So my life always tends to take weird bumps and curves. I’ve kind of grown to accept that as common fact and take life by the seat of my pants and see what adventures I get out of it. Sometimes it works out, and sometimes it turns into things that I shake my head about, but at least I have stories to tell in case I ever end up on Jeopardy.
This one might fit both categories.
Long story short: I just came back from Nexon E-Sports Arena in Gangnam, Seoul, Korea, where I was taken to a green room, had my hair style, wardrobe changed, and make-up applied, to be thrust in front of a camera for principal photography. This is the start of me doing eSports commentary, as I, along with several of my friends, will be the English commentators for SpoTV’s Street Fighter V Crash.
For those who don’t know, because they’re not as nerdy as we folk, this is a huge deal. Last year they did the same thing for Tekken, and it was a massive draw. I remember being in Gangnam seeing people lined up for the event. This is a big deal for Street Fighter to get featured in this way over here, one of the meccas of professional gaming.
While we won’t be on the Korean TV side, we will be on Twitch streaming for all the English speakers in the world to see. We’re talking thousands upon thousands of people will be listening to us. I can’t be any happier, but I can’t, as the analytical and poetic guy I am, go without collecting my thoughts and thinking how fortunate and, let’s face it, lucky I am that this is even something I get to talk about.
So backtracking to the beginning: I remember the first time I saw Street Fighter II. I was 7, and in Evansville, Indiana at a mini-golf course. I remember seeing a massive line around a cabinet. Not even for hit games did this happen. So we just naturally lined up. Then I got my first glimpse of Street Fighter. I remember barely seeing over the control panel. And it was certainly a short glimpse, since I lost pretty quickly.
But that was enough to leave an indelible print in my mind, that I began playing it after it hit the SNES and Genesis. Enough that 24 years later, I’m still playing it in some form or another to this day. And enough that I talk about it, on microphone, almost weekly over here in Seoul.
When Street Fighter 4 came out, that was it. That was my, “no messing around” moment. There was no more “casually playing.” There was getting better, and getting better, and helping others do the same. Enough that I was going to tournaments, hosting weekly matches at my apartment, the works. Like there was life outside of the game, but to say I breathed the game and other fighting game variants? Yeah, that’s accurate.
Living in Qingdao kinda a put a damper on it. No one within striking distance to play with. The local arcade was 2 hours away on bus, and after Ultra came out, there was no local comp unless you had a PC that ran Steam. I didn’t.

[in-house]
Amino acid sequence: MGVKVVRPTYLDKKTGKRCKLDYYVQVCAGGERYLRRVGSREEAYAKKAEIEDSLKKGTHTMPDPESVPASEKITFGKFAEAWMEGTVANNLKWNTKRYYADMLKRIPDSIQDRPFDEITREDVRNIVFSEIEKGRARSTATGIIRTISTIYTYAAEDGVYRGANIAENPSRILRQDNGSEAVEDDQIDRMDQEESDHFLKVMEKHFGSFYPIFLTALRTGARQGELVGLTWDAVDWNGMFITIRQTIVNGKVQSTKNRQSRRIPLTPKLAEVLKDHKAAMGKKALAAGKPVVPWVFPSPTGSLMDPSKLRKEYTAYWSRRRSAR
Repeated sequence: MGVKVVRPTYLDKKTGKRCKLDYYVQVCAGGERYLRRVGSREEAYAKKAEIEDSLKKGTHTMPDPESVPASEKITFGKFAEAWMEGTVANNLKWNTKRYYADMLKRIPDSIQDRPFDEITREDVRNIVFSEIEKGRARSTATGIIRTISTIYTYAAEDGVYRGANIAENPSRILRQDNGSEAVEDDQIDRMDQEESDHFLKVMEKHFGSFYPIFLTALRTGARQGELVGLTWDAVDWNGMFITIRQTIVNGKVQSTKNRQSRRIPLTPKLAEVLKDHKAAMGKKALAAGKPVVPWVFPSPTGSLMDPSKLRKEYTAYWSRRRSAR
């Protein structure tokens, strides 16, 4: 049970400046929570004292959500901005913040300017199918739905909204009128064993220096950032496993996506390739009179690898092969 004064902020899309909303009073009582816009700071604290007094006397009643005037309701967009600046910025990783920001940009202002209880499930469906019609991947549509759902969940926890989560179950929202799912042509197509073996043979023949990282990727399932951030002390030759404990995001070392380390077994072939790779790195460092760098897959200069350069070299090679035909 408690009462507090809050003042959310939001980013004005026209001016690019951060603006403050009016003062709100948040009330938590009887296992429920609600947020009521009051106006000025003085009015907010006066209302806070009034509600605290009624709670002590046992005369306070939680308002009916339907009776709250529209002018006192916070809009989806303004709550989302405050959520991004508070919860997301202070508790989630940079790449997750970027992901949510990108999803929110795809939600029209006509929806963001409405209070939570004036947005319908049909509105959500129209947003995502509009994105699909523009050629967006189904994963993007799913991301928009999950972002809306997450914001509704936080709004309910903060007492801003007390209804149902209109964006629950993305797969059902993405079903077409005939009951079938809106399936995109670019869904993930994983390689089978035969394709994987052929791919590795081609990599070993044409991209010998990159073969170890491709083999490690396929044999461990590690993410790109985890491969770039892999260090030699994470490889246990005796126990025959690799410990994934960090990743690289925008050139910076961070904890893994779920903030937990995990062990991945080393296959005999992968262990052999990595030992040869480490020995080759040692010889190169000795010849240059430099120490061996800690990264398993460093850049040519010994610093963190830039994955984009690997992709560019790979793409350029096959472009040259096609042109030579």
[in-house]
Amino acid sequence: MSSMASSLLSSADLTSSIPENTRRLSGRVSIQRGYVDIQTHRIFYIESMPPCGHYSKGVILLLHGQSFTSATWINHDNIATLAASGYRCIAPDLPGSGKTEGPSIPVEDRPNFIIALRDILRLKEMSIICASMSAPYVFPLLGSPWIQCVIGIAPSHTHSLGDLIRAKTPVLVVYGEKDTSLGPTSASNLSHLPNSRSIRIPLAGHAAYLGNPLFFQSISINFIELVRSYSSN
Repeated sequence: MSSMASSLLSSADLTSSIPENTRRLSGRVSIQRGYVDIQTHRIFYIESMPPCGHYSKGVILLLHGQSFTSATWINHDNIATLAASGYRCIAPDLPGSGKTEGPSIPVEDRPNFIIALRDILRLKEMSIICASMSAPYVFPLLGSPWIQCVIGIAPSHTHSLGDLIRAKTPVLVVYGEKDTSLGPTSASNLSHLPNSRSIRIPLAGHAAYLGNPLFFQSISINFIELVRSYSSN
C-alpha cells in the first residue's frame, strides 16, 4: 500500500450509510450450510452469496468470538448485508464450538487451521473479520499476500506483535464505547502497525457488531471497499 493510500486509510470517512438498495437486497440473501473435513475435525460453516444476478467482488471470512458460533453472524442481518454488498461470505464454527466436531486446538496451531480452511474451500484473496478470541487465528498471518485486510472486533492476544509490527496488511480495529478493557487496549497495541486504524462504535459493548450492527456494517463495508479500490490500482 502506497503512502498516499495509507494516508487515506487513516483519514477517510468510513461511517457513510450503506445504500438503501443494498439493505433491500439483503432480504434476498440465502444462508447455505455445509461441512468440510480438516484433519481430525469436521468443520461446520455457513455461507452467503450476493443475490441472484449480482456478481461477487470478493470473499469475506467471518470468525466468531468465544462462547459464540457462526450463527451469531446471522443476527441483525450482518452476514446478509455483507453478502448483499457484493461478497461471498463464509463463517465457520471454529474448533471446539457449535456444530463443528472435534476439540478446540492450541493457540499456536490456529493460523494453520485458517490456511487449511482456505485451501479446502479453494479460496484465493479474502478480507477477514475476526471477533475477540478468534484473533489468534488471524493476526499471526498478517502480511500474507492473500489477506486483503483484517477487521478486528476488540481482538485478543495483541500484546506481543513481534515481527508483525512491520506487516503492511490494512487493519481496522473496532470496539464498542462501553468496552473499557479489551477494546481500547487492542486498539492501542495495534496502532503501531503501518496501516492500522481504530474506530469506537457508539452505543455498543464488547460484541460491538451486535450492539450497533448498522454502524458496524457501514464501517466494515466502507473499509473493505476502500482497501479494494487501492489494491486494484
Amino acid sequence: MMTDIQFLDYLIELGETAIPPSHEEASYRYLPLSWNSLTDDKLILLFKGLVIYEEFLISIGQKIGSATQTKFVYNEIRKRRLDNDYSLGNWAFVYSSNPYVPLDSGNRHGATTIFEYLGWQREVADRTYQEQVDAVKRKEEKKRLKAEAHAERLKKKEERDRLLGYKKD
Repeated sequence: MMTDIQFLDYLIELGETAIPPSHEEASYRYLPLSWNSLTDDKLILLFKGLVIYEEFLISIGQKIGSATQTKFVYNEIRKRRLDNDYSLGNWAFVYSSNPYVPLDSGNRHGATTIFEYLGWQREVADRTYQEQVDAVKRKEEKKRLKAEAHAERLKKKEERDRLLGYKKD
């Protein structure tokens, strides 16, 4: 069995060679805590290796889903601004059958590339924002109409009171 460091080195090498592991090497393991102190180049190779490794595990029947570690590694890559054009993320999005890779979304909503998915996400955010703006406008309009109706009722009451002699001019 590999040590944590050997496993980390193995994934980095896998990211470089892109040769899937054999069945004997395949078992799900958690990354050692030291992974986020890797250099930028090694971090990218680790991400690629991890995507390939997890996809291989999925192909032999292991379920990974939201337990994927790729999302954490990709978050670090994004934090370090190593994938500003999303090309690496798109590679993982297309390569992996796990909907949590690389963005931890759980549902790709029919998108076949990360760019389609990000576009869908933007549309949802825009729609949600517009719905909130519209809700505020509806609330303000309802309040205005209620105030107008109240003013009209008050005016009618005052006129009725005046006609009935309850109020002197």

Then, I get to move to Seoul. My friend, Hyounoo “Drakefang” Sung pretty much gave me a random opportunity I thought nothing of. This is what I call dumb luck, being in the right place, right time. In June, we talked about who could do commentary in English for his monthly tournaments. I volunteered for July, since I’d finally be in Seoul, I speak English, and know Street Fighter. How hard could it be? Pretty hard, but apparently I did well enough that he kept sitting me in the booth time and again. Doing this not for anything but to have fun and to share this awesome game and tournament series with the world. Through commentary I’ve met awesome people, gotten the chance to interview world champions of the game, and met some of my close friends, such as Etienne “Cpt Maumau” Maurin, and Ryan “Wood” Underwood who will be joining me in the booth next week at Crash.
Then suddenly this gets dumped in my lap. Drake literally put me on the short list, enough that the producers bypassed an interview with my to put me in the booth for this. Without the chance to do so at ArcadeStream, this never happens. This was truly a moment of being in the right place at the right time. I can’t be thankful enough. Thankful that I saw Street Fighter II the first time, thankful that I poured my heart into Street Fighter 4 enough to know what I was talking about in the game enough to commentate, and thankful that Drake gave me that first opportunity on the microphone.
And now, apparently, (this wasn’t fully discussed yet, but regardless, I’m doing this for the awesome opportunity more than anything) I will be paid to talk about a game I love. Because of all these circumstances that gave me the chance to do so.
So seriously, I’m floored. If I could tell 7-year-old me this would happen thanks to that $0.25 token I fed that machine back so long ago, I might have believed myself that it was a possibility since I was crazy enough to dream about fun stuff like that, but I don’t know if I would’ve bought that this would be real. This a huge deal for me, and I’ve been on adrenaline since like 3:00 pm over this.
Seriously, I’m gonna give some special thanks already: Thank you Mom for tolerating my love of video games for this long, for buying my first NES and teaching me how to play, thank you to all my friends that I’ve grown up playing these games with, thanks to my crew, Allan “ThisBurger” Edwards, Kyle “RFK” Cox, and Jonathan “SajiNori” Buckman for showing up so many weeks to lab with me, thanks to my Korea crew, Mullen, Dasai, Drake, Etienne, Chris, Samson, RSX, MrMrBungle, Gerald, you guys have made this more fun than I can imagine. Another double thank you for people who have encouraged me to keep honing my craft behind the mic, Etienne, Sam, Jarrett, Jen, Guy Citron: you guys can’t be thanked enough.
So without anymore words from me, time to Rise Up!